Youth Suicide Warnings Are Slowing Antidepressant Sales
Study finds drop in SSRI prescriptions for children and adults
MONDAY, Jan. 7, 2008 (HealthDay News) -- Warnings about the risk of suicidal thoughts and behaviors in young people who take antidepressants may be slowing the pace of antidepressant prescriptions, new research suggests.
The U.S. Food and Drug Administration first became aware of the possibility that antidepressants and selective serotonin reuptake inhibitors (SSRIs) might increase the risk of thoughts of suicide and suicidal behavior in children and adults in the early 1990s. By October 2004, the FDA had issued a general warning about the increased risk for youths taking antidepressants.
Researchers at Columbia University Medical Center, New York, evaluated trends in prescriptions for antidepressants using data from Medco, a company that manages prescription drug benefits. They looked at antidepressant prescriptions by age: youth age 6 to 17; adults age 18 to 64; and seniors over age 65. They then compared prescription data by age group for three time periods: before the warnings were issued (May 1, 2002 to June 19, 2003); the warning specific to medications such as Paxil, which contains the SSRI paroxetine (June 20, 2003, to Oct. 15, 2004); and the universal or black box warning (Oct. 16, 2004, to Dec. 31, 2005).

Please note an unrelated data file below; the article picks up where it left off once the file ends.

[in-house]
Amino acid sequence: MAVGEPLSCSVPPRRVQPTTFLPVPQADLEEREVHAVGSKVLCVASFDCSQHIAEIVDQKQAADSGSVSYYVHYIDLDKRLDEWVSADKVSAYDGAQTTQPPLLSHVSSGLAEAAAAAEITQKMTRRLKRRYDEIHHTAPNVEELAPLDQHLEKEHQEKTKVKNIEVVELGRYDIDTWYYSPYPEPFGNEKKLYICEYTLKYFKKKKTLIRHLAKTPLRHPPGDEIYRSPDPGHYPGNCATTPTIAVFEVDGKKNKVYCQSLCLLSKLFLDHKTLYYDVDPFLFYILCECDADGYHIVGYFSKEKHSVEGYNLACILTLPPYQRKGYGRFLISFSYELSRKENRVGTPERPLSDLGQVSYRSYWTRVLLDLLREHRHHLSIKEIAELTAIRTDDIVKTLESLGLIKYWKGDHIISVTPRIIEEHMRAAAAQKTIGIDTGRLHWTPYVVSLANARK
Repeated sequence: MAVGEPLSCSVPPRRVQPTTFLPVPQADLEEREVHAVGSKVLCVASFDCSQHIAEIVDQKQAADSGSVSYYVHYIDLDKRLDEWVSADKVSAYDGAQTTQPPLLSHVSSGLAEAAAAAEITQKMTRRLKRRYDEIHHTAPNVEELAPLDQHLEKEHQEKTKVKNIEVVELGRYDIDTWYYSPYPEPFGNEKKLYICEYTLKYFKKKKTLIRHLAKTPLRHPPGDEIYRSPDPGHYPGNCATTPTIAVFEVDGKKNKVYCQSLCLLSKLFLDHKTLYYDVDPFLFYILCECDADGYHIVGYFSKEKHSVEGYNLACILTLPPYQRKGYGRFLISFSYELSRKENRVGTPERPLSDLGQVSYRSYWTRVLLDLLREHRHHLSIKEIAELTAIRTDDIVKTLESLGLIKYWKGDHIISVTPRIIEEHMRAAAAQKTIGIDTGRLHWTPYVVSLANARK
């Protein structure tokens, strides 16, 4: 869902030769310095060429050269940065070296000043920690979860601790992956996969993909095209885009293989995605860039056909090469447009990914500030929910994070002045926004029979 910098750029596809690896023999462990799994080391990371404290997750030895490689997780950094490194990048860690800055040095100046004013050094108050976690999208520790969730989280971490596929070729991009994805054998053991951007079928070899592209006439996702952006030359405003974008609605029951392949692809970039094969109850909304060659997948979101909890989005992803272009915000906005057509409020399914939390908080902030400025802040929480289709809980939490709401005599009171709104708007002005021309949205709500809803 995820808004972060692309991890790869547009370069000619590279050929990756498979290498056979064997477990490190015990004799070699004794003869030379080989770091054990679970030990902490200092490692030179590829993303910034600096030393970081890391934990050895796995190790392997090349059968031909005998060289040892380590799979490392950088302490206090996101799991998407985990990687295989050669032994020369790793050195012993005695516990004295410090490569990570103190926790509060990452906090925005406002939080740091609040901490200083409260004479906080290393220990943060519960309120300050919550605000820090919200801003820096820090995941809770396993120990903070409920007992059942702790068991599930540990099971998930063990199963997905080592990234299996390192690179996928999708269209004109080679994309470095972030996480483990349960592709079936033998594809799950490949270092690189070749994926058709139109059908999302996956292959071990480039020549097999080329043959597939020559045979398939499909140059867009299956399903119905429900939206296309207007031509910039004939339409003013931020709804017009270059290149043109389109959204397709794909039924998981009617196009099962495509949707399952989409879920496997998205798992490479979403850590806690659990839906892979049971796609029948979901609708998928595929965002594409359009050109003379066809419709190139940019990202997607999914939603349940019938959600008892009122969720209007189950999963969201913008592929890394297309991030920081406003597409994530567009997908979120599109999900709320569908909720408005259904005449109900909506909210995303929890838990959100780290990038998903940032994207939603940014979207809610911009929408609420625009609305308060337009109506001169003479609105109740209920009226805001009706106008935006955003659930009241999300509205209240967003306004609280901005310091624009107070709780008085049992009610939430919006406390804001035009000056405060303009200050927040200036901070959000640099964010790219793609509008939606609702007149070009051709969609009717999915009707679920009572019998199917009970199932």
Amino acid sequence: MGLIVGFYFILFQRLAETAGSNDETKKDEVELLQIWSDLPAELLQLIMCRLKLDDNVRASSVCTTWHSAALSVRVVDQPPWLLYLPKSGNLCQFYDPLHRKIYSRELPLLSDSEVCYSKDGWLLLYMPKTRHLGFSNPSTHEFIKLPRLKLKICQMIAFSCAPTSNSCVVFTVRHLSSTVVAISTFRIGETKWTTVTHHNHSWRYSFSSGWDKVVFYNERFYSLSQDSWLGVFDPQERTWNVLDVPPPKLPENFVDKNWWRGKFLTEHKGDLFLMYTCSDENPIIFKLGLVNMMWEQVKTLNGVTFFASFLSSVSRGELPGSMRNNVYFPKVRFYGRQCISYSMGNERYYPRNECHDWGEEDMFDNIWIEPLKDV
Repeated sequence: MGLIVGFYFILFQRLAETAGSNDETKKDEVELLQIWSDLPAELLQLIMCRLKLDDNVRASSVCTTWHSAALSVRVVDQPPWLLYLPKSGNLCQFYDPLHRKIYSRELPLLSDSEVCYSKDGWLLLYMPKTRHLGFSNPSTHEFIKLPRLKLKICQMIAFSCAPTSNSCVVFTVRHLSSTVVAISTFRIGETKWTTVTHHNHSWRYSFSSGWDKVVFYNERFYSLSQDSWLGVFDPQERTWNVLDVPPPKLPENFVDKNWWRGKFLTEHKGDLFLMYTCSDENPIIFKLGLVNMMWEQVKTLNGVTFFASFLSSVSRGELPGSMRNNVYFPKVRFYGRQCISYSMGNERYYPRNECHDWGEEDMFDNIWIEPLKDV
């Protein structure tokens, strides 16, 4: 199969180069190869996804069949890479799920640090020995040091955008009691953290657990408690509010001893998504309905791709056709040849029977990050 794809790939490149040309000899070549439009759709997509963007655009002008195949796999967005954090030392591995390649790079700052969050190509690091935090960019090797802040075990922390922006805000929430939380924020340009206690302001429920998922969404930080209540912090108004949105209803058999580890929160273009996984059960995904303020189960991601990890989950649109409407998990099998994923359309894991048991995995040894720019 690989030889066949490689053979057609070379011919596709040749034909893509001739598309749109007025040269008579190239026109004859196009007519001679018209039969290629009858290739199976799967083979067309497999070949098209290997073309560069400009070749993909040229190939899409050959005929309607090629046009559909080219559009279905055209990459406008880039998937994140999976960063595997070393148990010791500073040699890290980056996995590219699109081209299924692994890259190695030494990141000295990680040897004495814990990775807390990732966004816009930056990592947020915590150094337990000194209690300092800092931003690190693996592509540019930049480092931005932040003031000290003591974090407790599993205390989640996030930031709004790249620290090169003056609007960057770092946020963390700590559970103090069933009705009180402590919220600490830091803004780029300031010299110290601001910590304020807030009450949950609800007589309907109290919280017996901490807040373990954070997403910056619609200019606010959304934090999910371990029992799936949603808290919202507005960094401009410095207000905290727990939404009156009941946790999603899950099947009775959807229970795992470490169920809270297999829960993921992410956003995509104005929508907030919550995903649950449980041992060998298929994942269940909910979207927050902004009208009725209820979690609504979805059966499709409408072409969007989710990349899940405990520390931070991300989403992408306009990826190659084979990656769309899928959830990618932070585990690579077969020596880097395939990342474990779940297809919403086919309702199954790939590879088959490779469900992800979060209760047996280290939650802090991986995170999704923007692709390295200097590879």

The researchers found that the paroxetine warning resulted in lower prescriptions of paroxetine for young people and, to a lesser degree, older adults, as well. Other antidepressants continued to be prescribed at their previous levels.
However, after the more general black box warning, the researchers saw a "statistically nonsignificant" reduction in the use of all antidepressants to treat youths, but a significant drop in the use of all SSRIs in addition to paroxetine.
The researchers noted that between 1985 and 1990, antidepressant prescriptions quadrupled. The recent warnings have moderately slowed the use of antidepressant prescriptions, particularly for young people, concluded the researchers.
The study was published in the January issue of Archives of General Psychiatry.
To learn more about the treatment options available to people with mental illness, visit the National Institutes of Health.